Theatre Royal, Exeter

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Coordinates: 50°43′23″N 3°31′41″W / 50.723°N 3.528°W / 50.723; -3.528

A Theatre Royal Exeter playbill from 1836, featuring Charles Kean in a performance of Richard III

The Theatre Royal, Exeter was the name of several theatres situated in the city centre of Exeter, Devon, England in the United Kingdom.

Early theatres and fires[edit]

The memorial to those who died in the fire

The name "Theatre Royal" was first applied in Exeter by the mid-1830s to what had previously been the Bedford Circus Theatre, in premises dating from 1821. This theatre building was a replacement for one of 1787 which had burnt down the previous year. Under its new name, melodrama and farce were staples of the playbill.

This building was completely gutted by fire in 1885 and although it was reconstructed for other purposes the name "Theatre Royal" was transferred to new premises on the corner of Longbrook Street and New North Road.

The new theatre was built by the Exeter Theatre Company to the designs of C. J. Phipps and opened in 1886. Unfortunately it is best remembered for the disaster during a dramatisation of Romany Rye (a melodrama by Wilson Barrett) on 5 September 1887. Fire broke out backstage where gas lighting ignited some gauze. The number of exits from the gallery of the auditorium proved to be inadequate and in the resultant panic amongst the audience 186 people died, only 68 bodies being recovered. A national appeal for donations for the victims’ families raised £20,763 and the event was influential in the introduction of safety precautions for public buildings.[1] There is a memorial to those who died in the fire in Higher Cemetery, Heavitree.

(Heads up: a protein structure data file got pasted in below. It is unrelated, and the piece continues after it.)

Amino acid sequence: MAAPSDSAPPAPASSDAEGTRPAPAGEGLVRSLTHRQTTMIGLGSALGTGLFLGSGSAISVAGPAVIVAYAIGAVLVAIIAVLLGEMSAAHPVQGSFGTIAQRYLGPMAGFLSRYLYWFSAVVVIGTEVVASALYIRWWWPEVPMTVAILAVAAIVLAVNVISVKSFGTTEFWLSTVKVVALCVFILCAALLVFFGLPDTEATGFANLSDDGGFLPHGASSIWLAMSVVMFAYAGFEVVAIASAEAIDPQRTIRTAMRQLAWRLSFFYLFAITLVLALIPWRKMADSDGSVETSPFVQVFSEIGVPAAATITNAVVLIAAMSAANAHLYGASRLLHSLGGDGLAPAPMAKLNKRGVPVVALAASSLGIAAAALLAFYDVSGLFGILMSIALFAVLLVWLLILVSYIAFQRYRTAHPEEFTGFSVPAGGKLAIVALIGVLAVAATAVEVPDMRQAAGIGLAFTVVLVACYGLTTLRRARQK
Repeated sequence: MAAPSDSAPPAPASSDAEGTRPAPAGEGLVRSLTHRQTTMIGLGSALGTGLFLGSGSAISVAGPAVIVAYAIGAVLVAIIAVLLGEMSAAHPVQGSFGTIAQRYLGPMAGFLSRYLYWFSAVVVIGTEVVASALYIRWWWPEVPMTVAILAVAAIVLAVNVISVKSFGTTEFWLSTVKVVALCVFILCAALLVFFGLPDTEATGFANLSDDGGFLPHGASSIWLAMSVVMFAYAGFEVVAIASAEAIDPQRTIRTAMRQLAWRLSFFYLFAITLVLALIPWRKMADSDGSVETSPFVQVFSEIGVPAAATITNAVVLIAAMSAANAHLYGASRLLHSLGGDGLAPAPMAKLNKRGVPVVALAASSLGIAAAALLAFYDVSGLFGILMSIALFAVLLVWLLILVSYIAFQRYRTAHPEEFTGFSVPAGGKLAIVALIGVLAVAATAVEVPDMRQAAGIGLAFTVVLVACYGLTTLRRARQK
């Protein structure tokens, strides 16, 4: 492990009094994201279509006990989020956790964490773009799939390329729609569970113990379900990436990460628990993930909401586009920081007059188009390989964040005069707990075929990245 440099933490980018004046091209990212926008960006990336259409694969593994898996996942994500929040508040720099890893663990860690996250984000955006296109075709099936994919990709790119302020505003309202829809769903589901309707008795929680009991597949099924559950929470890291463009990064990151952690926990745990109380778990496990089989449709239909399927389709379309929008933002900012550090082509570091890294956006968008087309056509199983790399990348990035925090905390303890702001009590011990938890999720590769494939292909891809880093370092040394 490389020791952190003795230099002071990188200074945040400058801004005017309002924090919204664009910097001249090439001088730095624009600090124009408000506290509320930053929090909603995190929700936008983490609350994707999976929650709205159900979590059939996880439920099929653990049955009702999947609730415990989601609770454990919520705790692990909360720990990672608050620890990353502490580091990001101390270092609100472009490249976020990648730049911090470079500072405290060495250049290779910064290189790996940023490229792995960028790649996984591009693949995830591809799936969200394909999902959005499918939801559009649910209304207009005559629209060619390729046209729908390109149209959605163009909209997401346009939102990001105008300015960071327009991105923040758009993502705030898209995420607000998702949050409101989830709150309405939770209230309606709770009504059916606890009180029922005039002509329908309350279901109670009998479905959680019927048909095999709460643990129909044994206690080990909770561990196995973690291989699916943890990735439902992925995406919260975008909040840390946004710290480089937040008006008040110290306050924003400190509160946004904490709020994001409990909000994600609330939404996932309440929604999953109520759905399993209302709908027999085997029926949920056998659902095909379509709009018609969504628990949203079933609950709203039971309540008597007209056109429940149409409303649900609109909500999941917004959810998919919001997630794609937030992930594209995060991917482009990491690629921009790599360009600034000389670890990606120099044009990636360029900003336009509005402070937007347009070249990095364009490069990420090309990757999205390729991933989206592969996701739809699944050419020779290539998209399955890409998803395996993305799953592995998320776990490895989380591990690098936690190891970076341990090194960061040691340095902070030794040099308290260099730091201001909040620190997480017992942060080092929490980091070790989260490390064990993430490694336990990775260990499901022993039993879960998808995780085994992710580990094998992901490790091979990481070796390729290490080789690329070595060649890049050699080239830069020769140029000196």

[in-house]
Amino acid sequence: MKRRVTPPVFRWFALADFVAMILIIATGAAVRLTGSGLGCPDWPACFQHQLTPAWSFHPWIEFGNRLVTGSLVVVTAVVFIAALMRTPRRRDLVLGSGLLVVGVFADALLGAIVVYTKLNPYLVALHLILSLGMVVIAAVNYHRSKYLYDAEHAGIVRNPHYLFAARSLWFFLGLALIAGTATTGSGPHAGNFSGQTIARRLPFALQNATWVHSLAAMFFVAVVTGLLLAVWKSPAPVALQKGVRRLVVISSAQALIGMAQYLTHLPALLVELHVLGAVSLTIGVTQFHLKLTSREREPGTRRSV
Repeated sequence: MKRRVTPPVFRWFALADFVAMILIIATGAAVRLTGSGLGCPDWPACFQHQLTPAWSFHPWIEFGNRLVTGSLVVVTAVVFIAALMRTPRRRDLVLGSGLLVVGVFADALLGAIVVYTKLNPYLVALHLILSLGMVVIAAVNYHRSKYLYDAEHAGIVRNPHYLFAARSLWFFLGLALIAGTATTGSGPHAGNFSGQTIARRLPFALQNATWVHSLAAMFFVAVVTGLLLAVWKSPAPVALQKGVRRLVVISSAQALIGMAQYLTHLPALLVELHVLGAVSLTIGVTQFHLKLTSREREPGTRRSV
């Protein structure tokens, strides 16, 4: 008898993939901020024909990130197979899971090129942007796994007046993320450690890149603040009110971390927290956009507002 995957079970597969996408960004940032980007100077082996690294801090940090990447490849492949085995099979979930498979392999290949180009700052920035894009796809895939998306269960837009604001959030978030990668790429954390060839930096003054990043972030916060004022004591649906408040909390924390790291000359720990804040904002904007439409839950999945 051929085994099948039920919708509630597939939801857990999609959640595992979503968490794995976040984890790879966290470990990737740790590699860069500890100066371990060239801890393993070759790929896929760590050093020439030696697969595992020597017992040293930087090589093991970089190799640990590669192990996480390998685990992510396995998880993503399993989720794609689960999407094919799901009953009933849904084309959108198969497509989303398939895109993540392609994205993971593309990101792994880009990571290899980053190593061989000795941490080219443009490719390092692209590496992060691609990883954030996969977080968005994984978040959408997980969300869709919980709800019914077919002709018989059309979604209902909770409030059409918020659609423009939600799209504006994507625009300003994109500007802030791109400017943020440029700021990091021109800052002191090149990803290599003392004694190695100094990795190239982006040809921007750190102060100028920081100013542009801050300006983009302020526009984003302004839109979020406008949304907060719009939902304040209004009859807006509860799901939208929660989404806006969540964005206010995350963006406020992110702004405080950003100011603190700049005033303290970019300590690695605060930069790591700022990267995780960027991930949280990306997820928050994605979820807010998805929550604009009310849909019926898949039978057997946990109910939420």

The last Theatre[edit]

The Theatre Royal was rebuilt, opening in 1889 with a performance of The Yeoman of the Guard by the D'Oyly Carte Opera Company. The new building had lighting by electricity and a safety curtain.

During its lifetime the theatre presented melodrama, musical theatre, music hall and ballet as well as drama. Every Christmas of its 20th century existence saw a pantomime. For a period in the 1950s it showed CinemaScope films.[2]

The Theatre Royal was closed in 1962 and demolished to be replaced by an office block. Although attempts to save it were unsuccessful, they did lead to creation of the Northcott Theatre.

References[edit]

  1. ^ Anderson, David (2002). The Exeter Theatre Fire. Entertainment Technology Press. ISBN 1-904031-13-7. 
  2. ^ Smith, Stuart (1994). The Cinemas and Theatres of Exeter. Mercia Cinema Society. ISBN 0-946406-28-6. 

Further reading[edit]

  • Crane, Harvey (1980). Playbill. Macdonald & Evans. ISBN 0-7121-2027-0. 
  • Delderfield, Eric R. (1950). Cavalcade by Candlelight. Raleigh Press. 
  • Passmore, Dick (2002). The Story of the Theatre Royal Exeter. The Mint Press. ISBN 1-903356-21-0. 

See also[edit]